Interesting Facts About Heparin

Heparin is a medication that prevents blood clotting. Where does heparin come from? It usually comes from bovine (cow) lungs or pig intestinal mucosa. Heparin is another example of a pharmacognosy drug since it comes from natural sources.

Heparin is a naturally occurring substance that our bodies produce to prevent clotting. Heparin allows our lungs to transfer oxygen to our blood. When blood is exposed to air it clots so heparin allows the blood to come in direct contact with the air we breath without clotting. 

Heparin is also present in our intestines. Digested food and the various enzymes that are present in our intestines also cause the blood to clot. Heparin also allows the blood in our intestines to absorb nutrients without clotting.



The following information is taken from Wood - Osol United States Dispensatory 23rd Edition 1943

In 1916 Howell and Holt prepared from the liver a material, which they called heparin, that had the power of preventing coagulation of the blood. Because of various impurities, however, it was not suited for medicinal use. The active principle was first separated by Schmitz and Fischer and almost simultaneously by Charles and Scott. According to Jorpes (Biochem. J., 1935, 29, 1817), it is a polysulfuric ester of mucoitin (which is one of the glucoproteins).

Reinert and Winterstein (A. L P., 1939, 62, 47) have found that the pure substance is of very low toxicity and does not cause anaphylaxis. According to Brinkhous and associates (Science, 1939, 90, 539) the anticoagulant effect of heparin depends upon a combination with some unknown factor of the blood which combination .prevents the change of prothrombin into thrombin. Murray and Best (Ann. Surg., 1938, 108, 163) report that heparin rapidly disappears from the bloodstream so that clotting time returns to normal within an hour or an hour and a half. The slow clotting time, however, can be indefinitely maintained by repeated injections.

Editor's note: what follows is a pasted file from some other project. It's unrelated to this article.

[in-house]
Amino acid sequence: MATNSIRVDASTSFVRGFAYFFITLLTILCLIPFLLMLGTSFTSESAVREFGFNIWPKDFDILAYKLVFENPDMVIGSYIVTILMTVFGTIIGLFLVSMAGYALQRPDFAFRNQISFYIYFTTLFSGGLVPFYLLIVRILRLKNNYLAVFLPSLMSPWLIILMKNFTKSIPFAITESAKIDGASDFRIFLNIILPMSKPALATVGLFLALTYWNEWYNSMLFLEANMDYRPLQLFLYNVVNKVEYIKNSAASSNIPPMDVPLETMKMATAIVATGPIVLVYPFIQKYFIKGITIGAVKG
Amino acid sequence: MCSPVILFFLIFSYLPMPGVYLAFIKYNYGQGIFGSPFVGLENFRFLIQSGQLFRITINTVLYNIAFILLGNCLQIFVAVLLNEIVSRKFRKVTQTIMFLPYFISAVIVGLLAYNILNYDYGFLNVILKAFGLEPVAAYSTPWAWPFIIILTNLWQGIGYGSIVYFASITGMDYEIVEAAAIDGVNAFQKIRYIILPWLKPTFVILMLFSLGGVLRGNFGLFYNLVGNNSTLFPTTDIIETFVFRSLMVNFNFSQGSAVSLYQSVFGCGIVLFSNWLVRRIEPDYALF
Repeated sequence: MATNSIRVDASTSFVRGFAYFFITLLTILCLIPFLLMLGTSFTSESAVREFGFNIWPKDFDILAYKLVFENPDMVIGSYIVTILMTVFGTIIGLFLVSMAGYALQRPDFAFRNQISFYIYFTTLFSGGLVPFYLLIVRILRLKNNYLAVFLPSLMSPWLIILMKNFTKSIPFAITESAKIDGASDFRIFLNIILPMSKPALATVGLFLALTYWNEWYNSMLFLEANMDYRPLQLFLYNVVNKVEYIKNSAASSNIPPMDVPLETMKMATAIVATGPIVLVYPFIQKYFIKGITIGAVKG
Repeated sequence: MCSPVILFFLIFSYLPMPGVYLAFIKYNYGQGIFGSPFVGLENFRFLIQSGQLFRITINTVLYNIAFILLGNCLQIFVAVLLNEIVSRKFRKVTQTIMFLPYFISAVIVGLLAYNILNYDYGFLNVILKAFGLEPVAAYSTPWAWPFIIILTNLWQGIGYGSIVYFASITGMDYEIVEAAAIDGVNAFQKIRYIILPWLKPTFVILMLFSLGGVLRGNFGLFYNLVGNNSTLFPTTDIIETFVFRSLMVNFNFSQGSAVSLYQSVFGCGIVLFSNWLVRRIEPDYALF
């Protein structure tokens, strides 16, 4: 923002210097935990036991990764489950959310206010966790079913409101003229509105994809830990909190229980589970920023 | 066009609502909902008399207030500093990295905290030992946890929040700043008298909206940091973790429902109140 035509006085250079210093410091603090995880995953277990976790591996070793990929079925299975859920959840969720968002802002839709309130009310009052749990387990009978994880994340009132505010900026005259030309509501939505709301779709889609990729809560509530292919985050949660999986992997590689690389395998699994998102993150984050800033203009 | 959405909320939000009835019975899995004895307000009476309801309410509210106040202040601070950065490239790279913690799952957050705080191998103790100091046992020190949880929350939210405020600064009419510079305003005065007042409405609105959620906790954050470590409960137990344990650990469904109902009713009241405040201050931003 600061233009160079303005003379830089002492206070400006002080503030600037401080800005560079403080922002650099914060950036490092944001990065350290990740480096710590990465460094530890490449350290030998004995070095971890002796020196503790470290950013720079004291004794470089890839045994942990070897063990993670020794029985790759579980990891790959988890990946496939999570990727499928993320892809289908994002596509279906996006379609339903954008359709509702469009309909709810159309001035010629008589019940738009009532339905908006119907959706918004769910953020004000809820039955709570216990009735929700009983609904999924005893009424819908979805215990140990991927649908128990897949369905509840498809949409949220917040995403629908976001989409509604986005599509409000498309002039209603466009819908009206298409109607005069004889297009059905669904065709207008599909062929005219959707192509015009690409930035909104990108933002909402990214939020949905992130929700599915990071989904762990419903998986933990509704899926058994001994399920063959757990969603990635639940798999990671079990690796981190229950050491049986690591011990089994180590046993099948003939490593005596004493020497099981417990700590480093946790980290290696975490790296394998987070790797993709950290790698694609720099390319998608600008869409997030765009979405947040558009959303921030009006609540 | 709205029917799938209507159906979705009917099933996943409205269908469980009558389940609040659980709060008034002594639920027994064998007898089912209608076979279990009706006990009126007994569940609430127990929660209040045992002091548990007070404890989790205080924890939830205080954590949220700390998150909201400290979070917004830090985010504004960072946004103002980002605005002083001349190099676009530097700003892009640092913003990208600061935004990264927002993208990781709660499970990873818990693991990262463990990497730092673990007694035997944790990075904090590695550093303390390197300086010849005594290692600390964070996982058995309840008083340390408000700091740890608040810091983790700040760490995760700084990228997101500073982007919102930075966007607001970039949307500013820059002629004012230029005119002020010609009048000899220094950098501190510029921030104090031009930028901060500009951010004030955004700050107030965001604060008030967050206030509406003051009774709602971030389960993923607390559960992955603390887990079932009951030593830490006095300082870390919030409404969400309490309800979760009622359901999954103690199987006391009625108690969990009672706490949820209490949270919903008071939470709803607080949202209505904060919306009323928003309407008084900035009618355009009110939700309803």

The most frequent use of heparin has probably been to prevent post-operative thrombi, but it is also widely employed to lessen the coagulability of the blood in a variety of other circumstances. Sappington (J. A. M. A., 1939, 113, 22) suggests that in transfusions of blood the donor be given heparin to prevent clotting. Kelson (J. A. M. A., 1939, 113, 1700) has employed continuous injections of heparin in the treatment of streptococcus endocarditis for the purpose of preventing thrombotic deposition. Several units of dosage have been suggested: that of Charles is the anticoagulant activity of Mooth of a mg. of the barium salt; that of Hedenius is the quantity required to prevent the clotting of 1 cc. of cat's blood under standard conditions for 24 hours; that of Reinert and Winterstein is the amount which will prevent clotting of 1 cc. of cattle plasma for one hour. In the practical use it is desirable that the normal clotting time be determined before administration. In Sappington's experiments 1 mg. per kilo of body weight greatly slowed clotting.
In view of the variety of units employed the physician should be guided in dosage by the statements on the label of the various brands.

Liquaemin is the proprietary name of a standardized solution of heparin.